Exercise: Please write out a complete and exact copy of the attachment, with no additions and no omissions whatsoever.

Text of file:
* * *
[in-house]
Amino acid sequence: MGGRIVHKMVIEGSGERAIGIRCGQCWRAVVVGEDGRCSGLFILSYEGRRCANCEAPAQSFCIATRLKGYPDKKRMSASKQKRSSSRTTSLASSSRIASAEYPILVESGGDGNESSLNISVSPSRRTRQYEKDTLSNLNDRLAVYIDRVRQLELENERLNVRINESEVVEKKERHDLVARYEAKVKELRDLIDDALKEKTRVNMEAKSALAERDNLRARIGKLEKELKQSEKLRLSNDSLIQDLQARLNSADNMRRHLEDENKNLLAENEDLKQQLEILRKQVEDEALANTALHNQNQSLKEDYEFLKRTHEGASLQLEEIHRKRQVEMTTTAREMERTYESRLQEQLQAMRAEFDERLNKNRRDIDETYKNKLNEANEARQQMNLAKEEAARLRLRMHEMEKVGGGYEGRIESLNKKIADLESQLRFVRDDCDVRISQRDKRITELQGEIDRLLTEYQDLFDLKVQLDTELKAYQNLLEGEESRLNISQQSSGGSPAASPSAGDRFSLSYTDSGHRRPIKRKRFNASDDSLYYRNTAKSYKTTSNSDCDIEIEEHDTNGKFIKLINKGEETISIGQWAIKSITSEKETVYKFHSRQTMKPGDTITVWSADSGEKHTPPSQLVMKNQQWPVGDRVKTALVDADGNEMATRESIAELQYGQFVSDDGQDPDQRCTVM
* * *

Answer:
[in-house]
Amino acid sequence: MGGRIVHKMVIEGSGERAIGIRCGQCWRAVVVGEDGRCSGLFILSYEGRRCANCEAPAQSFCIATRLKGYPDKKRMSASKQKRSSSRTTSLASSSRIASAEYPILVESGGDGNESSLNISVSPSRRTRQYEKDTLSNLNDRLAVYIDRVRQLELENERLNVRINESEVVEKKERHDLVARYEAKVKELRDLIDDALKEKTRVNMEAKSALAERDNLRARIGKLEKELKQSEKLRLSNDSLIQDLQARLNSADNMRRHLEDENKNLLAENEDLKQQLEILRKQVEDEALANTALHNQNQSLKEDYEFLKRTHEGASLQLEEIHRKRQVEMTTTAREMERTYESRLQEQLQAMRAEFDERLNKNRRDIDETYKNKLNEANEARQQMNLAKEEAARLRLRMHEMEKVGGGYEGRIESLNKKIADLESQLRFVRDDCDVRISQRDKRITELQGEIDRLLTEYQDLFDLKVQLDTELKAYQNLLEGEESRLNISQQSSGGSPAASPSAGDRFSLSYTDSGHRRPIKRKRFNASDDSLYYRNTAKSYKTTSNSDCDIEIEEHDTNGKFIKLINKGEETISIGQWAIKSITSEKETVYKFHSRQTMKPGDTITVWSADSGEKHTPPSQLVMKNQQWPVGDRVKTALVDADGNEMATRESIAELQYGQFVSDDGQDPDQRCTVM